Use this URL to cite or link to this record in EThOS:
Title: Oral traditional literature and the composition of Mark's Gospel
Author: Haverly, Thomas P.
ISNI:       0000 0001 3546 5412
Awarding Body: University of Edinburgh
Current Institution: University of Edinburgh
Date of Award: 1983
Availability of Full Text:
Access from EThOS:
Full text unavailable from EThOS. Please try the link below.
Access from Institution:
This thesis addresses the paradoxical image of Mark's Gospel in contemporary criticism by an attempt to follow a tradition-oriented approach informed by the "oralformulaic theory" of oral literature. Mark is at once a loosely organized collection of traditionally shaped units and a coherent narrative with distinct literary qualities. Current critical approaches have difficulty with these contrary features of the Gospel. The oral-formulaic theory, developed in the field of Homeric studies, is able to account for the units of tradition, their combination and use in extended narratives, and the literary characteristics of such oral compositions. Oral narratives are re-composed in each "performance" through the use of "formulaic" diction and of "thematic" narrative units fashioned in the tradition. These texts, if recorded, can be compared and contrasted with written literature by their formulaic and thematic characteristics. Discussion of oral-formulaic theory in folkloristics and related studies provides general support for its description of the traditional process of oral composition, and enables its application to non-poetic oral narratives. This account of the nature and literary potential of oral composition makes significant form-critical principles outmoded, particularly the ideas of fixed and fragmentary transmission, which are also essential to redaction criticism. Oral-formulaic theory provides an alternative framework within which to understand features of Mark identified by form and redaction criticism. Accordingly, the hypothesis of the oral composition of Mark is tested in the second part of the thesis on the basis of oral-formulaic criteria. The "formulaic analysis" of Mark 1:1-45 faces uncertainties regarding the identification of formulaic expressions in prose. Even so, a proportion sufficient to satisfy this criterion for orality appears formulaic. The "thematic analysis" describes a network of similar scenes which covers most of the Gospel. These scenes display structural characteristics predicted by oral- formulaic theory and were used in Mark according to recognized oral techniques. Results of the oral-formulaic analysis of Mark are positive: the hypothesis is not proven but is worthy of further consideration, and justifies continued use of a tradition-oriented approach to the Gospel. Oral traditional composition provides a framework which comprehends both the traditional and the literary characteristics of Mark and offers to resolve its paradoxical image.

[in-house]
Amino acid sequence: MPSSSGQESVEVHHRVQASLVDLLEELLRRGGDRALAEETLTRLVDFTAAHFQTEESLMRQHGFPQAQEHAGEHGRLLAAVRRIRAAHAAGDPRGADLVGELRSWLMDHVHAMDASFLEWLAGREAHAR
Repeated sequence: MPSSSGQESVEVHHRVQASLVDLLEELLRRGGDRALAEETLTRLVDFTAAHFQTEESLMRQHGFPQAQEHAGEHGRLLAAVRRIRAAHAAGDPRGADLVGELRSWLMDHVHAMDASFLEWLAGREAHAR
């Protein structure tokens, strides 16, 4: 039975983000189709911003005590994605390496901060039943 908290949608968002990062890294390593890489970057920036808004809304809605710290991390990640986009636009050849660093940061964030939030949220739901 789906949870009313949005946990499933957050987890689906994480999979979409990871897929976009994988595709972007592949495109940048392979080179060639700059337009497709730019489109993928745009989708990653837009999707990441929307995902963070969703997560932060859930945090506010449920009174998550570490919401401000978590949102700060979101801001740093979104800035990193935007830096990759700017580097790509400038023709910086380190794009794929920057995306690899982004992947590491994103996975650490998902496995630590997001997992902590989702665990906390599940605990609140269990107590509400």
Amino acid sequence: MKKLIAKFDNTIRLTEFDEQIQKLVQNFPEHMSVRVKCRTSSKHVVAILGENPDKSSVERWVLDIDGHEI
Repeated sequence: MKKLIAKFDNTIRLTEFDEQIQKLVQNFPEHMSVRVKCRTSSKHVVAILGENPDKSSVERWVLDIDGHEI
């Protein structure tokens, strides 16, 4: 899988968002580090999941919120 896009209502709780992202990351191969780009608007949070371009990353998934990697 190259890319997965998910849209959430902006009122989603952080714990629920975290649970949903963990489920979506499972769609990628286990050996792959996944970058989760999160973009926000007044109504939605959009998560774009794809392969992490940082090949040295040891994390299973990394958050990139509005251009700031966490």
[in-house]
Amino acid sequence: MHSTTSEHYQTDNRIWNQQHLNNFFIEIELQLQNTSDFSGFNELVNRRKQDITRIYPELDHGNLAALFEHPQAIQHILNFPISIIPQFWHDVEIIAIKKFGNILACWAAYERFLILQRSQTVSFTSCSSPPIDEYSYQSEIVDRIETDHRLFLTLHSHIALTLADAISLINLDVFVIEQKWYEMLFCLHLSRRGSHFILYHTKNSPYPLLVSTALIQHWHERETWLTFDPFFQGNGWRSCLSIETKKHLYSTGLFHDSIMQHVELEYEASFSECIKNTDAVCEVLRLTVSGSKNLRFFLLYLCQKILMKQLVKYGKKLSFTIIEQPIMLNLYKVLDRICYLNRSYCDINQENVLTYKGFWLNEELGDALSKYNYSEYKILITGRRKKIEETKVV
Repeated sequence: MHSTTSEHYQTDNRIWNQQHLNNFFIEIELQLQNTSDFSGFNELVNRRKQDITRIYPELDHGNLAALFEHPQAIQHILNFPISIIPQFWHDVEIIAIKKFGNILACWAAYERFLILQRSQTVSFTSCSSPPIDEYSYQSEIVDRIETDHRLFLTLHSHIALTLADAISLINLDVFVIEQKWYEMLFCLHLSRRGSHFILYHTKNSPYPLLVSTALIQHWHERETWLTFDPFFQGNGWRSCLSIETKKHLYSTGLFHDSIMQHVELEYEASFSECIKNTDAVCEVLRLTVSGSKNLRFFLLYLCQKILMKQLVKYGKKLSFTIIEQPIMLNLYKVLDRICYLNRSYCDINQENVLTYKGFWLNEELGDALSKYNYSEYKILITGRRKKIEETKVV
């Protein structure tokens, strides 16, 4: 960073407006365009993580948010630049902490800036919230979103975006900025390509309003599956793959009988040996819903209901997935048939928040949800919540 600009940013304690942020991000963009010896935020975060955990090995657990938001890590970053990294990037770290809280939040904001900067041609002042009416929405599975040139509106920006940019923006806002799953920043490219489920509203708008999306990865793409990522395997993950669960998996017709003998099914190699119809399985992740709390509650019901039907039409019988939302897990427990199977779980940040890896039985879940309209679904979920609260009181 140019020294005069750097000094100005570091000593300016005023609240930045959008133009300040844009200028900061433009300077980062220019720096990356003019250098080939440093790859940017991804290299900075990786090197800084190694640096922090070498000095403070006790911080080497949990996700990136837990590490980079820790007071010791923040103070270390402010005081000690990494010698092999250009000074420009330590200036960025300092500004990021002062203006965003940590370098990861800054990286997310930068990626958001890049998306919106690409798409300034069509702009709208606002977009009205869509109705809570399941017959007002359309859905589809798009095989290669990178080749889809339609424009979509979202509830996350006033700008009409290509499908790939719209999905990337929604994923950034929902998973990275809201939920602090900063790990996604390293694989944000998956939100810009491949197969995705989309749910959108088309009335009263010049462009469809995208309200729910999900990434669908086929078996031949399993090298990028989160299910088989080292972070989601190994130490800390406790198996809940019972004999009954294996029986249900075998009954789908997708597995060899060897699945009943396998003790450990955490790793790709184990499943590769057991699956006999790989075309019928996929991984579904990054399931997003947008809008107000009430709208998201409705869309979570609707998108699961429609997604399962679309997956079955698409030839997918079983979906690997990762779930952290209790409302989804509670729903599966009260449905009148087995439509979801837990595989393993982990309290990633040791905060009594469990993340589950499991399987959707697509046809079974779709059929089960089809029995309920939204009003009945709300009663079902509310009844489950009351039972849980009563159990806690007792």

Supervisor: Not available Sponsor: Not available
Qualification Name: Thesis (Ph.D.) Qualification Level: Doctoral
EThOS ID:  DOI: Not available
Keywords: Philosophy